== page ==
Leavitt Confirmed as HHS Secretary
On January 26, Michael O. Leavitt was sworn in as the 20th Secretary of the U.S. Department of Health and Human Services (HHS). As HHS Secretary, he will command an annual budget in excess of $548 billion and will oversee more than 66,600 federal employees, including those of the National Institutes of Health (NIH) and National Cancer Institute (NCI).
Prior to his current service, Secretary Leavitt served as Administrator of the U.S. Environmental Protection Agency (EPA) and as Governor of Utah. He is widely recognized as a health care innovator and welfare reformer. In 1994, the Utah legislature passed then-Governor Leavitt's "HealthPrint," a comprehensive, incremental approach to health care improvement in the state. A decade later, Utah has more than 400,000 additional people with health insurance, marked increases in the number of children with health care coverage, and per capita cost of healthcare 25 percent below the national average.
Secretary Leavitt also has an accomplished record on cancer control and outreach. During his service as Governor of Utah, he joined with the Huntsman Cancer Institute to draw attention to the high incidence of skin cancer among Utahns through Skin Cancer Detection and Prevention Month. Also under his leadership, the state launched the Utah Cancer Action Network, a consortium of 70 agencies and individuals that were "champions" of cancer issues. Secretary Leavitt is also a former member of the Board of Directors of the American Legacy Foundation, an organization established in the 1998 settlement agreement between 46 state attorneys general and the tobacco industry to reduce tobacco usage in the United States. Read more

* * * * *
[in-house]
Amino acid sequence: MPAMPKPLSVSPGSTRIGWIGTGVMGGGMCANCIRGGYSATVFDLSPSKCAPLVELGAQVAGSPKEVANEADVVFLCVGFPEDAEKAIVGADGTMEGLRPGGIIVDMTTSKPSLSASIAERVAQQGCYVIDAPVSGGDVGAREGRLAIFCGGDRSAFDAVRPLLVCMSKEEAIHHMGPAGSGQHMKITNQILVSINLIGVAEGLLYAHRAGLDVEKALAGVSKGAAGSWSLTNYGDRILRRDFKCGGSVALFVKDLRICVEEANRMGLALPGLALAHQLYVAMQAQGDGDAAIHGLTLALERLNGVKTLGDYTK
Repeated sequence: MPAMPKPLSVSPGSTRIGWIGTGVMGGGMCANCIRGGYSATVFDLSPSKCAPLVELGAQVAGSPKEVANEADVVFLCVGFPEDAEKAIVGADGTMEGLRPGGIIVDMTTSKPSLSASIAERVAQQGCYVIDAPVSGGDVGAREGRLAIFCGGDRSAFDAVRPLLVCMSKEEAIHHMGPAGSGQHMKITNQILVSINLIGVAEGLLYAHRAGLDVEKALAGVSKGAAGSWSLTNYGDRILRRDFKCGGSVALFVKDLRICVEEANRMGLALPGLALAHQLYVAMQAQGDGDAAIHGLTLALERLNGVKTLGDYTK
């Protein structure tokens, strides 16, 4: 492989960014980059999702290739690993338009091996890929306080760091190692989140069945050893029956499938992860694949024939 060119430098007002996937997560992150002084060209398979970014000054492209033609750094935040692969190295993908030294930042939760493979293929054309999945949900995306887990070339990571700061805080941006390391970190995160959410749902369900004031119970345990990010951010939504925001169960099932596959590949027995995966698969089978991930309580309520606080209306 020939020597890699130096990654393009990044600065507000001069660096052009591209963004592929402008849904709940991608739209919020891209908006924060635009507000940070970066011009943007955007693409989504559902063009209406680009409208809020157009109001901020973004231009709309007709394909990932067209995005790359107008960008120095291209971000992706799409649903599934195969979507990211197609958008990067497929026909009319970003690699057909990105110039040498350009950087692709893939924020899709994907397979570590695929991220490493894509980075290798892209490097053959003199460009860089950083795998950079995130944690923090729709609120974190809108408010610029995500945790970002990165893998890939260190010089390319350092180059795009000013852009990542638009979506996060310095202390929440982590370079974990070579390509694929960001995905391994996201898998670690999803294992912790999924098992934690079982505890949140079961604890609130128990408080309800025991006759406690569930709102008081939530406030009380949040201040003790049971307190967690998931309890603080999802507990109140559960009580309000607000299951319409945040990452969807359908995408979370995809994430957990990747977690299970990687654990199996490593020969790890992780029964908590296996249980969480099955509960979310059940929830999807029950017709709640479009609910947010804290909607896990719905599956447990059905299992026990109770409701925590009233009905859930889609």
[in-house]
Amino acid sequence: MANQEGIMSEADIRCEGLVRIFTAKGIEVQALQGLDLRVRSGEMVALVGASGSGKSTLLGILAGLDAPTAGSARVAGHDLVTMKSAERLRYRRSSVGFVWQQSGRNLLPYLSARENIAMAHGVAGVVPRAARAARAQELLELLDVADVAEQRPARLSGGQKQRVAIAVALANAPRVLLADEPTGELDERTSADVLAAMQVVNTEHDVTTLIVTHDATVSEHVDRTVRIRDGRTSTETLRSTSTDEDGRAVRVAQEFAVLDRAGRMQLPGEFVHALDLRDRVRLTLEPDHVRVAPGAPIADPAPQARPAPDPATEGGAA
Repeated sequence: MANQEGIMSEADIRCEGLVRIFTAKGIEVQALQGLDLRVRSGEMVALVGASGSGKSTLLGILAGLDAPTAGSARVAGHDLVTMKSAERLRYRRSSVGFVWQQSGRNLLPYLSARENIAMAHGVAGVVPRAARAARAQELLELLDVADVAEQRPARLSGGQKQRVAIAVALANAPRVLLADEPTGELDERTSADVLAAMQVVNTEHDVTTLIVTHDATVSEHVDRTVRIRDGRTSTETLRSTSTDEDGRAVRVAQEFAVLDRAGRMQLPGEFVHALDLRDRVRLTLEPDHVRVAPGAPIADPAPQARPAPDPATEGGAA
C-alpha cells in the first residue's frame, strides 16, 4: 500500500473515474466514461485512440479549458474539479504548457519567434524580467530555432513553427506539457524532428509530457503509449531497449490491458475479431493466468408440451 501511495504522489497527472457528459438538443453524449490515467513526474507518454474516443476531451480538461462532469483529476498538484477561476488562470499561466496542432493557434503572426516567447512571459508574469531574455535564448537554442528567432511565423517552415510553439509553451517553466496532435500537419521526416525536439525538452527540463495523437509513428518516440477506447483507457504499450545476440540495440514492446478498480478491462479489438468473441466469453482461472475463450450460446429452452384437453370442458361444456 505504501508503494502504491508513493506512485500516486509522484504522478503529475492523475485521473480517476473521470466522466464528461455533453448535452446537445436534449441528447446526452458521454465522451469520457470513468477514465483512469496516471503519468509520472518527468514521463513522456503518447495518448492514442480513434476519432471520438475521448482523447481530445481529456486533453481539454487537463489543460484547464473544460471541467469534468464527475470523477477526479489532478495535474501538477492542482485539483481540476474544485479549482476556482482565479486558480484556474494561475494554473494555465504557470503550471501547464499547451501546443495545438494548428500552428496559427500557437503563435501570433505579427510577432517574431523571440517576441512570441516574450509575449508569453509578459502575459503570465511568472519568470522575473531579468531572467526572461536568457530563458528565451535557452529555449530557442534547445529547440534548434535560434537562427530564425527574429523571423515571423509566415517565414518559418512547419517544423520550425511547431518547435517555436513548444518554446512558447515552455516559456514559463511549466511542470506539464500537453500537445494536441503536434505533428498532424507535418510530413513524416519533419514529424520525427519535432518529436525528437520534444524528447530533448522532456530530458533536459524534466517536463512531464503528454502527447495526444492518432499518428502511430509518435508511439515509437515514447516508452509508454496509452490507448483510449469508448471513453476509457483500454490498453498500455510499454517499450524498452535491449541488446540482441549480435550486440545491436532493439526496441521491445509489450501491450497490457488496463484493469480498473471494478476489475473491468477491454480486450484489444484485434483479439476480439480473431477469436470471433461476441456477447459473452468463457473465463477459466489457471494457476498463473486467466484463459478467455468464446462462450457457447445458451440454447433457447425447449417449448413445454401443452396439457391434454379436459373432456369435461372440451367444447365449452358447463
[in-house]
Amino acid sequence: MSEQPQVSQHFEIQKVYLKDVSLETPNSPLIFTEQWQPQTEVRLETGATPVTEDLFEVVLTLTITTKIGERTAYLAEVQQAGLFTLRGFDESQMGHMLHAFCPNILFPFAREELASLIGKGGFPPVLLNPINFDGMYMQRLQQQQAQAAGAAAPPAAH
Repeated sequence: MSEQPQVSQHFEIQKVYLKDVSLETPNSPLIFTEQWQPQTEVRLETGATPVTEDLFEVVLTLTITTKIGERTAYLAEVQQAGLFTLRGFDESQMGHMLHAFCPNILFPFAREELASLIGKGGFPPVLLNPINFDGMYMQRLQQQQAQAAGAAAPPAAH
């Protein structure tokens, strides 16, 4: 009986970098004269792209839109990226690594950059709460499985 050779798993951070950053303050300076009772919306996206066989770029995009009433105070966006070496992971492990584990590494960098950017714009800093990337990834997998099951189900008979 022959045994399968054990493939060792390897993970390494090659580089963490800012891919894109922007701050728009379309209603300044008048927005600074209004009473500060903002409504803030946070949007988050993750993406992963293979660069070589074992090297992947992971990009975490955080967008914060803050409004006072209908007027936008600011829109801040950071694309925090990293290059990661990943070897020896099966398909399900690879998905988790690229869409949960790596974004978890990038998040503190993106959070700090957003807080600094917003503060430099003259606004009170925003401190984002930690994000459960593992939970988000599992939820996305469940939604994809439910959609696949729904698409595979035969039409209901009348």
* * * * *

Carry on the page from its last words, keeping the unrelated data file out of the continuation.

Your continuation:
Pursuing the Promise of Biomarkers
In recent presentations about the great potential of cancer biomarkers and diagnostics, Nobel laureate Dr. Leland Hartwell has delivered a critical message. "I am optimistic that we have the knowledge, science, and technology to greatly improve outcomes for cancer in a relatively short timeframe," he said at last year's American Society of Clinical Oncology annual meeting. "But I am cautious because I don't know whether we have the ability to organize the effort."
We do, in fact, have the knowledge to make significant advances across the cancer care spectrum over the next decade, especially in the area of cancer biomarkers. If we can strategically and systematically apply that knowledge, we can dramatically alter the cancer process, paving the way for early detection and the ability to predict a cancer's biologic virulence - both of which could significantly reduce morbidity and mortality from cancer.